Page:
29 September 2022
Lectures at the University of Free State’s Qwaqwa campus remain suspended on Thursday following protests by hundreds of students this week.
On Wednesday, protesters blocked one of the entrance gates, demanding the university answer questions about the payment of allowances by the National Student Financial Aid Scheme (NSFAS). According to their memorandum of demands, the students want the application period for private accommodation extended to 14 October; for funds to not be paid directly to private accommodation landlords; funds for transport they claim have not been paid for seven months; and for the campus to approve students without funding, among other things.
Student Representative Council (SRC) deputy president Nqobizitha Zwane said, “All we want is to show them how unhappy we are regarding the issues in our institution which are not favouring us as students.”
Zwane said students made several attempts to resolve the complaints but believe management backtracks on agreements. Zwane claims this is the eighth protest by students this year alone.
Lintle Taioe, a final year Arts student, said their problems started earlier this year when new management was elected. She said the first hurdle was a delay with payment for their book and food allowances. Taioe, like many others, is still waiting for an outcome on funding for private housing. “Previously, each student received R3,400 per month for accomodation but things changed when it was reduced to R2,450 due to Qwaqwa being in a rural area,” she said.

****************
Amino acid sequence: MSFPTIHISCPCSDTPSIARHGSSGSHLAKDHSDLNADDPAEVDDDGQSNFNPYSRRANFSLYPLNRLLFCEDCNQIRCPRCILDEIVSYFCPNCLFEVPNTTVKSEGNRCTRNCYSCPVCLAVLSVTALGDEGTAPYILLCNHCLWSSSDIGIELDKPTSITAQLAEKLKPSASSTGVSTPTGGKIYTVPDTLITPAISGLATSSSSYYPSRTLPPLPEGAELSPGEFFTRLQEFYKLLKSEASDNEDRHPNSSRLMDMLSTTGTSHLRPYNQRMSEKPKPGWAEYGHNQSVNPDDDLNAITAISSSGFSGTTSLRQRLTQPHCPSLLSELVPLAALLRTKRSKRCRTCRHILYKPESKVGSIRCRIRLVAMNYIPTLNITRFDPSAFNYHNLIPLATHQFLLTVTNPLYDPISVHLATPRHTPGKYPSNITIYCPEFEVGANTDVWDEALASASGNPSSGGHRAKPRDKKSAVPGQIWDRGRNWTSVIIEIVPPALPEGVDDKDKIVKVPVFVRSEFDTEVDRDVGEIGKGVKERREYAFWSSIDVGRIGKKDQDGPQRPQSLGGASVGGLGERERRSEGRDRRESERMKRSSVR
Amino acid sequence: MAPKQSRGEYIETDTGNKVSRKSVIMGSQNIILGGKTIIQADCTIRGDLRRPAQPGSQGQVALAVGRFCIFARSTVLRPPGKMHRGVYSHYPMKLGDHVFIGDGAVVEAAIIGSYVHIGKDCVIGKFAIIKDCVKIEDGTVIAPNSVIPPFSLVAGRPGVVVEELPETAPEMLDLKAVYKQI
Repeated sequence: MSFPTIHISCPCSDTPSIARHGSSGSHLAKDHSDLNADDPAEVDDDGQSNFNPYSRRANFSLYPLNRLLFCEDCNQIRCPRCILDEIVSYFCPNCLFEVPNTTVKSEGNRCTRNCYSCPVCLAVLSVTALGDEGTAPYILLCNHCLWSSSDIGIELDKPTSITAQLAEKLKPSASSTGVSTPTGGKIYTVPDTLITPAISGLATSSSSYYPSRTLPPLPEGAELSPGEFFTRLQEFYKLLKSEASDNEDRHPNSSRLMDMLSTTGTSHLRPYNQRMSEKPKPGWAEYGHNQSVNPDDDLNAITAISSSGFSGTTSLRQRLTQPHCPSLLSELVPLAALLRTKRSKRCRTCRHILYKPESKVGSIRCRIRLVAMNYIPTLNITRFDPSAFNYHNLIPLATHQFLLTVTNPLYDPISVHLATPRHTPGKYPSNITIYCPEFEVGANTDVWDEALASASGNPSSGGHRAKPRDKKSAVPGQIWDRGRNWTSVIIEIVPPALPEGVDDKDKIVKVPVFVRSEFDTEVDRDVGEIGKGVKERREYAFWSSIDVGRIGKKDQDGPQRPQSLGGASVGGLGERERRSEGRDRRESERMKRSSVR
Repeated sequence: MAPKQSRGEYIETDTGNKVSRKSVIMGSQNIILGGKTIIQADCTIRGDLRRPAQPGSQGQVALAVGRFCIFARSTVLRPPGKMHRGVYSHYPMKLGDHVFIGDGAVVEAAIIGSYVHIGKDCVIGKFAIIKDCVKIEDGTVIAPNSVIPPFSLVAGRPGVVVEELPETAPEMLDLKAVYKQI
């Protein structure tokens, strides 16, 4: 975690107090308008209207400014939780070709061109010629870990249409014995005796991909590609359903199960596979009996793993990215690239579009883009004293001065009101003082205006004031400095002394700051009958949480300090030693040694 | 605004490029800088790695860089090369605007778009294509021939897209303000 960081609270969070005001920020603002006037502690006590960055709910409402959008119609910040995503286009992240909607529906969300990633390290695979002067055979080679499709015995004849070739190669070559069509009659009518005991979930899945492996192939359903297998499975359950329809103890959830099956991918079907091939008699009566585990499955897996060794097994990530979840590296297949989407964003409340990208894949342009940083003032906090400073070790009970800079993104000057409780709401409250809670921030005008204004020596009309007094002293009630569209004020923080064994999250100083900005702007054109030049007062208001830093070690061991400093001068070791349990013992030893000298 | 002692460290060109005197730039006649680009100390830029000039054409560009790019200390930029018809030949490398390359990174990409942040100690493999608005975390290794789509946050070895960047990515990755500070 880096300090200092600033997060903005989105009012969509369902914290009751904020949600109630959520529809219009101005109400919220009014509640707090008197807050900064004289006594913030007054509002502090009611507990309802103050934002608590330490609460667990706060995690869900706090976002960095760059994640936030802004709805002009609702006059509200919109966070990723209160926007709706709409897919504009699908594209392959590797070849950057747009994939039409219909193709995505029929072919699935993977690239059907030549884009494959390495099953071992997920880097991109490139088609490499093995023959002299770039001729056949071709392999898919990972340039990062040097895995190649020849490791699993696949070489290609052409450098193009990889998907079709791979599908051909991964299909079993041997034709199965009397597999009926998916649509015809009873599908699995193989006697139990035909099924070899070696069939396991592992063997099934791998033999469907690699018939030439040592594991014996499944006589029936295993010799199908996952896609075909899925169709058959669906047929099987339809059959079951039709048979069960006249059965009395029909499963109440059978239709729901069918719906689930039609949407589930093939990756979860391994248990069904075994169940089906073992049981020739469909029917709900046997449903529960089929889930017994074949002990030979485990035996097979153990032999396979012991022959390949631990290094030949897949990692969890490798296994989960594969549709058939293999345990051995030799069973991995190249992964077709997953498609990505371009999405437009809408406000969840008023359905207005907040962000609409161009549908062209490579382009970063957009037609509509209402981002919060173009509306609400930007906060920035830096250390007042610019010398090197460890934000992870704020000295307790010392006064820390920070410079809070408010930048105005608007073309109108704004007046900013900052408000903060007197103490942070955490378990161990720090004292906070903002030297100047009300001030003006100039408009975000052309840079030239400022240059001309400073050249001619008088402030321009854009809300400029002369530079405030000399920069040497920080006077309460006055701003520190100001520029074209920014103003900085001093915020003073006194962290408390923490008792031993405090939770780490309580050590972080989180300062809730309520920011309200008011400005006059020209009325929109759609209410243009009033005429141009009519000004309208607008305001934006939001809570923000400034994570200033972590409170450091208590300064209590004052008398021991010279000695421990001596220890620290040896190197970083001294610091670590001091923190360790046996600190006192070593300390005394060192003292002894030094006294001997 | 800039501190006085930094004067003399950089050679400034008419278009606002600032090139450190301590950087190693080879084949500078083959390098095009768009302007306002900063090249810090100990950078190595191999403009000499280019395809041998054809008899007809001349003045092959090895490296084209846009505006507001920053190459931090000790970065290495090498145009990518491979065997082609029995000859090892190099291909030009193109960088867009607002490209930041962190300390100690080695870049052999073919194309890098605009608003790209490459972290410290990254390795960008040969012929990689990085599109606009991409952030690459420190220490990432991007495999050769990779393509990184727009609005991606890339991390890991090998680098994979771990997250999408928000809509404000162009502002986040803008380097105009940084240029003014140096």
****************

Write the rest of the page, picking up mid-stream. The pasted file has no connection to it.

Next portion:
Taioe’s current rent is R1,720 which she pays using her food allowance of R1,500, while she waits for her housing allowance to be approved. Her parents, who are unemployed, help her pay the rest when they make enough money doing piecemeal jobs.
Lerato Ramanemane said her application was approved by NSFAS on 14 August but is yet to get her money. “The money reflects on my academic database, but not in my account. My landlord hasn’t been paid, so I have to pay the R1,200 rent from my pocket. I’m really struggling this year because my parents are not working.”
Campus vice principal for support services, Teboho Manchu, said the issues raised by students “are complex” and won’t be resolved without proper consultation with NSFAS.
Manchu said that under the new NSFAS guidelines, payment for private housing is now paid directly to landlords. “Because of our environment, there are certain services which are provided by the landlords and others which students have to fend for themselves,” said Manchu.
He said the university has applied to NSFAS for a deviation from the current practice “in order to cater for aspects that would be unfair if full funds were paid directly to landlords who do not provide things like Wi-Fi. We want to instead give that money to the students so they can buy data themselves.”
GroundUp has asked NSFAS for comment on the students’ demands. Their response will be included once it is received.